Senegal Loses A National Treasure – Doudou N’diaye Rose Joins The Elders

unnamedIt comes with deep sadness that the hands of another of Africa’s greatest treasurers are silenced. Senegal greatest drummer Doudou N’diaye Rose died at age 85. He was born in Dakar in 1930 and was named Mamadou of which the nickname is Doudou. In fact we had just celebrated his birth and were happy that he was still with us, only to be blindsided by his sudden death a couple of weeks later.

Doudou N’diaye Rose who was mesmerized by the sound and message of the drums would become master drummer of the Wolof tradition. In fact he was the most celebrated drummer throughout Africa and the world. Senegalese music became instantly popular after the National Ballet of Senegal made its premiere performance in October 1971 at the Brooklyn Academy of Music. That night in October the world of African music and dance was changed forever. The National Dance Company of Senegal featured the dance SABAR that caused the audience to leap to its feet. Never had we seen such a display of movement and music. Sabar is a music/dance form of fourteen different components. The audience at this time did not know the name Doudou N’diaye Rose, but they related to the rendition of Sabar music/dance like biscuits and gravy.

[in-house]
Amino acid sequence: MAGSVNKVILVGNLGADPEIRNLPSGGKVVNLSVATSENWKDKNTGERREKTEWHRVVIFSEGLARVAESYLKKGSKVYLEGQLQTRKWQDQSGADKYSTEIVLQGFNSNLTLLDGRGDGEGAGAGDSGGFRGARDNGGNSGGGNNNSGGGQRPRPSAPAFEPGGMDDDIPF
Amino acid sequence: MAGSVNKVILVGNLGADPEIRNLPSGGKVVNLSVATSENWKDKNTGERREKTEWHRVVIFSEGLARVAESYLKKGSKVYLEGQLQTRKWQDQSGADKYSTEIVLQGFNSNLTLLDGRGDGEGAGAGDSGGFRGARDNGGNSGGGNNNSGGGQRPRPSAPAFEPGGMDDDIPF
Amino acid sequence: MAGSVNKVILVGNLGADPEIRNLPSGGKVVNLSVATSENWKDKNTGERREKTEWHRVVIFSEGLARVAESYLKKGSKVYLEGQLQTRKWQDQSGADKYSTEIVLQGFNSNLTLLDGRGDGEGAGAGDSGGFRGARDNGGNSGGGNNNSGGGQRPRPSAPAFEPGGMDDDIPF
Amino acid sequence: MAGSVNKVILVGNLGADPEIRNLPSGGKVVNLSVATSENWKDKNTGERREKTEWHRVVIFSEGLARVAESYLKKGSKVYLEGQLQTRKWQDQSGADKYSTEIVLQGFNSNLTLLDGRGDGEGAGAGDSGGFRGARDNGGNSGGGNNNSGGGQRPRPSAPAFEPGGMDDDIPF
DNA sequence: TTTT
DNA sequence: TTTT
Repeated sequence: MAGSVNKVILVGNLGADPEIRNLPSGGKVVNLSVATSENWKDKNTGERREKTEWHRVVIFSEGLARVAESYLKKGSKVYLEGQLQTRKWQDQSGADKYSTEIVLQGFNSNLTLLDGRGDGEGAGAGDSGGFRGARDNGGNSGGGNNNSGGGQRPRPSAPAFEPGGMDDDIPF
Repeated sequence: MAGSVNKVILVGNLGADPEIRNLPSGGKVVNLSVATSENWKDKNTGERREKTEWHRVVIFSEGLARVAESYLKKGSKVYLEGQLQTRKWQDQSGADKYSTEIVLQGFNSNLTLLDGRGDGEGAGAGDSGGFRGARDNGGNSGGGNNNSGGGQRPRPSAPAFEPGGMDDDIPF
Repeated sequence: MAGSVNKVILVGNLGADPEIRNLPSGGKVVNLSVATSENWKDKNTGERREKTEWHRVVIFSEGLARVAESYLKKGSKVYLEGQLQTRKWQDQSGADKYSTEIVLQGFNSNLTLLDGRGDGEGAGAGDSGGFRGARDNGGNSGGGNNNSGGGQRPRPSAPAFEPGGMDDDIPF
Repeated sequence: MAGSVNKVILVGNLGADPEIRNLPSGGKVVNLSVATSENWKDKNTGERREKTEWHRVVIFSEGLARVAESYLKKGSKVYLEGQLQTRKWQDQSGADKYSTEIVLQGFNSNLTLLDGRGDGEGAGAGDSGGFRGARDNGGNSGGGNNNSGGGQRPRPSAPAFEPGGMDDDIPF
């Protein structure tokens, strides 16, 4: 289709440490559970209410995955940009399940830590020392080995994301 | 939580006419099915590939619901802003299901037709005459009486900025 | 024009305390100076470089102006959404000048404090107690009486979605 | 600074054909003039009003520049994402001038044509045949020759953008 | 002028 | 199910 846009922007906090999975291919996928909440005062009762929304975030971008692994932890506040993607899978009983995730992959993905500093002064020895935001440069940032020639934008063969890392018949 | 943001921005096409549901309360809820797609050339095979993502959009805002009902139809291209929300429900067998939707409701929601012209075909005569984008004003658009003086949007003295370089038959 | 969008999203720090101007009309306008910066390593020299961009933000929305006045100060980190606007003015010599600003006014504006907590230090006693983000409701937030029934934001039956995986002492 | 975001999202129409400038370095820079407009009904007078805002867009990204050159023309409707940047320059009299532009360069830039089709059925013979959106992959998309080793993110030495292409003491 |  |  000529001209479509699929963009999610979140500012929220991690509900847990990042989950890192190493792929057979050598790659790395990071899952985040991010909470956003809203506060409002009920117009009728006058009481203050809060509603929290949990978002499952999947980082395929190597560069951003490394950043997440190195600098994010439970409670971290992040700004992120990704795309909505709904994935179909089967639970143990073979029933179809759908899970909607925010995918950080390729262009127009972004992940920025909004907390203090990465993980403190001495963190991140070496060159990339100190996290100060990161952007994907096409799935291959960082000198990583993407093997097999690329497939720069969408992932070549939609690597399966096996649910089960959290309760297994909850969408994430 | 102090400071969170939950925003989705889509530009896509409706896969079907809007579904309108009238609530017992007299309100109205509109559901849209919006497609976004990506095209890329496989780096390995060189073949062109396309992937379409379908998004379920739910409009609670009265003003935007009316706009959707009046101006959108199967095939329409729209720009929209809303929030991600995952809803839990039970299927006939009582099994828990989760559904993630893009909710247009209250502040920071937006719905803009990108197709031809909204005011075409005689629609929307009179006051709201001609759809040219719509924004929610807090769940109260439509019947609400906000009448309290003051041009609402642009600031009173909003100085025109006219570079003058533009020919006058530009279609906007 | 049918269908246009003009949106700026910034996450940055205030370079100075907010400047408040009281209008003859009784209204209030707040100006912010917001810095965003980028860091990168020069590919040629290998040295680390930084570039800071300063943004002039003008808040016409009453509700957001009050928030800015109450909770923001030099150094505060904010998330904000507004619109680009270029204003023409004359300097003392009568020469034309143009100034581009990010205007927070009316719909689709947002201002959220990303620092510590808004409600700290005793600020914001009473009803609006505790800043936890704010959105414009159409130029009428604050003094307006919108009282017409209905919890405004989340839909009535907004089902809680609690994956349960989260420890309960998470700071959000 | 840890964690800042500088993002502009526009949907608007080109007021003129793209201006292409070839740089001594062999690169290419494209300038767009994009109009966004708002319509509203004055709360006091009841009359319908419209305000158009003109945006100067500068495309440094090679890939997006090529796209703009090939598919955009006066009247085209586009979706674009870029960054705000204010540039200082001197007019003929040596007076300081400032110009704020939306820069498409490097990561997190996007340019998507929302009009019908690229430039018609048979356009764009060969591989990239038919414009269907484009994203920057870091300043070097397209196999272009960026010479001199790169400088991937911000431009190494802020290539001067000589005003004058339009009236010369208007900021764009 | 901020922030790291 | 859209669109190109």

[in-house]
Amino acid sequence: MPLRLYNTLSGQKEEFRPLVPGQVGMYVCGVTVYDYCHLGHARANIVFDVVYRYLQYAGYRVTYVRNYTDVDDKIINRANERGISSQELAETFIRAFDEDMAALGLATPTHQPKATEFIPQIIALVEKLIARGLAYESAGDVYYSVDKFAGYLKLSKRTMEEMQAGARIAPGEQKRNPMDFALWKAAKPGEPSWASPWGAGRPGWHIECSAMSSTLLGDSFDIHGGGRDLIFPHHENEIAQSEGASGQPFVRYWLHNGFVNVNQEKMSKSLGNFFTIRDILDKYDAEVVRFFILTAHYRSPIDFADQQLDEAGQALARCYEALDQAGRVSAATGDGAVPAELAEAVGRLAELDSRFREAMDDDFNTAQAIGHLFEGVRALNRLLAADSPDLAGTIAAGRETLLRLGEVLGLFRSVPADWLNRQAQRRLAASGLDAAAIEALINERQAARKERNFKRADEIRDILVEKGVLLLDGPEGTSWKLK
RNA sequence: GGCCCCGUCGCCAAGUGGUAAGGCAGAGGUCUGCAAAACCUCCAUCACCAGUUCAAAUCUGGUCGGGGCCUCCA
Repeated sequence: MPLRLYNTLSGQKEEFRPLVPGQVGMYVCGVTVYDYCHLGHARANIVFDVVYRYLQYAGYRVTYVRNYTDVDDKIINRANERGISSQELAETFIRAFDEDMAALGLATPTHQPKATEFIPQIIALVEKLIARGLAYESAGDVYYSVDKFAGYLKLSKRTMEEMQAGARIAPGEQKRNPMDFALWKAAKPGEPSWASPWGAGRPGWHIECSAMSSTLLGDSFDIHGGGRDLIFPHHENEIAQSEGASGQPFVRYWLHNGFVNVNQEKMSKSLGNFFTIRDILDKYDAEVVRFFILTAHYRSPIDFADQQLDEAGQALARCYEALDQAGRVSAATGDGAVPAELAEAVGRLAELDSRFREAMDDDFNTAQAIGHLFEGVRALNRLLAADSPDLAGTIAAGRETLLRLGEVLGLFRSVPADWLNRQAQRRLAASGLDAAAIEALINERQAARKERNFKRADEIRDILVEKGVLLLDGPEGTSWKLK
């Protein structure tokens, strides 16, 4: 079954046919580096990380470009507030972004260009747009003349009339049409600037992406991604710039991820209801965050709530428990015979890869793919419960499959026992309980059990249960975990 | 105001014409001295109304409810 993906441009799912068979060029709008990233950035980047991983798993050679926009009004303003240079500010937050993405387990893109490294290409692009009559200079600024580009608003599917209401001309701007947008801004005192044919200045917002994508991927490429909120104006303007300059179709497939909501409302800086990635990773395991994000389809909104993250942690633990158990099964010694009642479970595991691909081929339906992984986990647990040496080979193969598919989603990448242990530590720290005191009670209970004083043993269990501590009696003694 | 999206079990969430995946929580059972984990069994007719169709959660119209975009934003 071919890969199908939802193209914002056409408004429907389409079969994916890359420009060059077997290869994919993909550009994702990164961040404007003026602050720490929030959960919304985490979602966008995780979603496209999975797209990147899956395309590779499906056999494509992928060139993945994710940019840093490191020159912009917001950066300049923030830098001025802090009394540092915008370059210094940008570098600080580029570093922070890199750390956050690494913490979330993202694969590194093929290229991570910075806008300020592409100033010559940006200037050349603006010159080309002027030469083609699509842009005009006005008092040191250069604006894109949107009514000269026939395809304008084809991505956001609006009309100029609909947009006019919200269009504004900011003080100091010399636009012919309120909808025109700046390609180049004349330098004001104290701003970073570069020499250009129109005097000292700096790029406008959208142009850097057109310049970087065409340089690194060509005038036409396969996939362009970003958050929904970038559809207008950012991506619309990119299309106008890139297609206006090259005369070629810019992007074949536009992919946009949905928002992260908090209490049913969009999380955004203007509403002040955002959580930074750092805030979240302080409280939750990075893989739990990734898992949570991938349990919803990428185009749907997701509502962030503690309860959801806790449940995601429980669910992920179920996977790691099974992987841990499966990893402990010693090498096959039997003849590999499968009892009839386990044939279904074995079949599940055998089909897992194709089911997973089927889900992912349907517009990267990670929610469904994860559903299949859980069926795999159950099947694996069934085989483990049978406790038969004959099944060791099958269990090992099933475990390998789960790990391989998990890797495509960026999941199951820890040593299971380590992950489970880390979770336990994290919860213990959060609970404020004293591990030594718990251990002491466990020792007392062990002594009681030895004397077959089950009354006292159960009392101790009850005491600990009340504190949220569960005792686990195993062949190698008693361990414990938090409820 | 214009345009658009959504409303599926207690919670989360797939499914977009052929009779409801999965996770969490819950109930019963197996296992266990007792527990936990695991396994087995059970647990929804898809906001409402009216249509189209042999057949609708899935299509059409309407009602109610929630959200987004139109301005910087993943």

In September 1971 I had just returned from Senegal, which was the last stop of a trans -continental research trip of music and dance. While in Senegal, I met with my cultural informant Maurice Sonar Senghor who was director of Theatre National, Daniel Sorano, as well as director of The National Dance Company of Senegal. He announced to me that the Company was coming to New York shortly. They came and the dance world was changed forever.

*Doris Green attended Brooklyn College, New York University and the University of Nairobi, Kenya. She is an ethnomusicologist, a Fulbright scholar and the creator of Greenotation, a system for writing music for percussion instruments of Africa. “Percussion Notation,” has been hailed as an outstanding achievement by the OAU (Organization for African Unity), and recommended for use in all schools and universities in Africa.

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